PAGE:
Several of the UK’s largest mortgage lenders have restricted the number of products they are offering to those with larger deposits.
Nationwide has said that it will now only offer mortgages to people with deposits of 25 per cent or more, Santander and Skipton have taken similar measures.
Others, including Barclays, Halifax, Virgin Money and The Family Building Society are requiring deposits of 40 per cent.
The move has been prompted by difficulties in carrying out surveys – which can be critical in assessing riskier loans – as well as reduced staff numbers and increased enquiries from existing customers wanting to remortgage or take advantage of the industry-wide offer of a three-month payment holiday.
Robert Rosenberg, Partner in our Property, said: “This is not surprising news. We are entering a time when the housing market will be rocky. It will be rocky as those who have already exchanged desperately try to complete over the next 4 weeks – a usually stressful time, made even more stressful. Behind this group, is a queue of people almost ready to exchange. Most of them will have been told not to exchange as the risk of moving problems is too great – including significant mortgage delays and the closure of many removal firms following the Government’s lockdown measures.
On the future of the UK property market, Michael Stock, Head of the Property team, said “Whilst lenders are being prudent, it highly unlikely to have any impact on the mortgage and property market unless until there can be unconditional exchanges of contracts. For the foreseeable future, property solicitors will have to consider with their clients, whether to insert pretty unworkable and unsatisfactory contingency provisions, to cover a variation or termination of a contract, if the outbreak is still prevalent at a proposed completion date. In view of the uncertainty that these type of clauses create, the invariable legal advice is for anyone looking to borrow is to to wait, which unfortunately, will result in current mortgage offers expiring and not being renewed by lenders.”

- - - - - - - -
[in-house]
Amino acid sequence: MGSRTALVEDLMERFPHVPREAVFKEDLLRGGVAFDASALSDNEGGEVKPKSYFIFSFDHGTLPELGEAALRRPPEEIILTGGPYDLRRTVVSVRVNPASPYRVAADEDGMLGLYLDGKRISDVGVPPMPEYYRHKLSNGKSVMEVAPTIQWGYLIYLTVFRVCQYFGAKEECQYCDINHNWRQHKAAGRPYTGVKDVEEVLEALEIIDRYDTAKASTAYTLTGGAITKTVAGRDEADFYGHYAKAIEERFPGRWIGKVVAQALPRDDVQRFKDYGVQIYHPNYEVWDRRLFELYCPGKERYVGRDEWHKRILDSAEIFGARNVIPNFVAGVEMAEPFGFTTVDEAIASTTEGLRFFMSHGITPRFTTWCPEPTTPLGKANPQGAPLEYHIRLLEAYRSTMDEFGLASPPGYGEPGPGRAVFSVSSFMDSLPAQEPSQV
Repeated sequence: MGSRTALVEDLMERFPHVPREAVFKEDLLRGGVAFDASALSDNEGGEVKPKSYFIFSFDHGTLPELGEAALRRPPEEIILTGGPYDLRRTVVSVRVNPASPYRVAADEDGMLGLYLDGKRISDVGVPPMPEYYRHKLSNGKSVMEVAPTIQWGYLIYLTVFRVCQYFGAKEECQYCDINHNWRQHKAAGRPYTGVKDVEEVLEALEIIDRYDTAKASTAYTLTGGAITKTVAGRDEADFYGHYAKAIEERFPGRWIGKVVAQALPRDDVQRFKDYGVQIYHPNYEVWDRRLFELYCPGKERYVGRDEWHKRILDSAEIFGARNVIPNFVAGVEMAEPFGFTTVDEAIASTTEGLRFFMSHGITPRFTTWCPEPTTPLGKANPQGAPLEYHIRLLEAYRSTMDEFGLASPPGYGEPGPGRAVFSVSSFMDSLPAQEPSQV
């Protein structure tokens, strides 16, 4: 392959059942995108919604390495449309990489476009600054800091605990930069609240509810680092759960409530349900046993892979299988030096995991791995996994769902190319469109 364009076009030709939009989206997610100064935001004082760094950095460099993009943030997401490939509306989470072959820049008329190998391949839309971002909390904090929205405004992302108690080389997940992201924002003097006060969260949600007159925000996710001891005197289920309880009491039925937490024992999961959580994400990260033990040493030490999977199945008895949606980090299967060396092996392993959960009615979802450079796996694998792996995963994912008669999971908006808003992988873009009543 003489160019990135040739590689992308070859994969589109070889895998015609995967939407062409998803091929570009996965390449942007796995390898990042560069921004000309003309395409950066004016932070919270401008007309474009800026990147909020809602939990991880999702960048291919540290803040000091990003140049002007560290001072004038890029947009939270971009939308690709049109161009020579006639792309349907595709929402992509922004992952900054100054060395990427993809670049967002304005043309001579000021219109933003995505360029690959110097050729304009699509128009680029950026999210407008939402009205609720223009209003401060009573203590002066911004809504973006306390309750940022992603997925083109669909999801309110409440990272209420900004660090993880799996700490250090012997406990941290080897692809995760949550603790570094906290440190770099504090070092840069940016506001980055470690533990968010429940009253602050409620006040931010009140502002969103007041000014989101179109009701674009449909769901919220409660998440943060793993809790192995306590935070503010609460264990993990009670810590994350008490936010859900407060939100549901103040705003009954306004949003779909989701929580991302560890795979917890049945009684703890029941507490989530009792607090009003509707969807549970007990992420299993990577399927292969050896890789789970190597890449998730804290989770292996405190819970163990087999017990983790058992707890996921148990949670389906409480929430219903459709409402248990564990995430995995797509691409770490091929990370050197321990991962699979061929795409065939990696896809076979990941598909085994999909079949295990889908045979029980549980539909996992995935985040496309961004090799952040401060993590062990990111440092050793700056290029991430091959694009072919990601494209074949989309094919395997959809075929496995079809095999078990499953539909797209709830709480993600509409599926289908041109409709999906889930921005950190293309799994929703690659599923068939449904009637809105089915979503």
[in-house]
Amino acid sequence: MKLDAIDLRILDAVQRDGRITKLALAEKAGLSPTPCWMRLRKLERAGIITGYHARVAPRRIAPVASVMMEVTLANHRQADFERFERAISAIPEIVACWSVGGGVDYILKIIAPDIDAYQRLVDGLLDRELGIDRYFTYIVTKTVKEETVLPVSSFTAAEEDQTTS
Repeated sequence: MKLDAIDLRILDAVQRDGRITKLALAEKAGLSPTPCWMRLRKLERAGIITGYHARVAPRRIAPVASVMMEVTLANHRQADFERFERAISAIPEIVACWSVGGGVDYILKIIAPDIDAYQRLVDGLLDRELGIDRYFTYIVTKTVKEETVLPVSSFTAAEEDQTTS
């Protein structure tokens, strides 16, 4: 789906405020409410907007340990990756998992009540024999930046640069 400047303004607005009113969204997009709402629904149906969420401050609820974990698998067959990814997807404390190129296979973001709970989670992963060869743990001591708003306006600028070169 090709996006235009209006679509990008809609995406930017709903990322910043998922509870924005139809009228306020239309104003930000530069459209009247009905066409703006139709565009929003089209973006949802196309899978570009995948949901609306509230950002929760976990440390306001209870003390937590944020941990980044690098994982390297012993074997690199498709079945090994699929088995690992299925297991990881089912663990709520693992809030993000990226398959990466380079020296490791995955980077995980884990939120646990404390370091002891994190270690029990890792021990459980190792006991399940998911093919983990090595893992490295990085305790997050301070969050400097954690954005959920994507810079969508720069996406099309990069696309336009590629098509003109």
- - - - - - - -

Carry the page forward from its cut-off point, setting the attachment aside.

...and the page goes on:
Also, it is and will continue to be extremely difficult to obtain any mortgage offer, given the uncertainty about a borrower’s future earnings. Even in those extremely rare cases where earnings are secure, valuers currently unable to inspect a property to provide the lender with a valuation (unless a lender is prepared to accept a “ desktop “ valuation ), resulting in the mortgage and property market in limbo.
Accordingly , unless and until freedom of movement returns, with people being able to get back to work physically, this is extremely unlikely to change. However, I anticipate that, even when that happens, prudent lenders might still wish to “wait and see” (at least 3-6 months ) if there is improvement in the employment and property markets and, if there is, they may then decide to revert to 75 per cent loan to value mortgage offers.”
Crucially, the move does not affect existing mortgage offers and so should not have an impact on transactions where all parties in the chain have already secured their mortgage offer.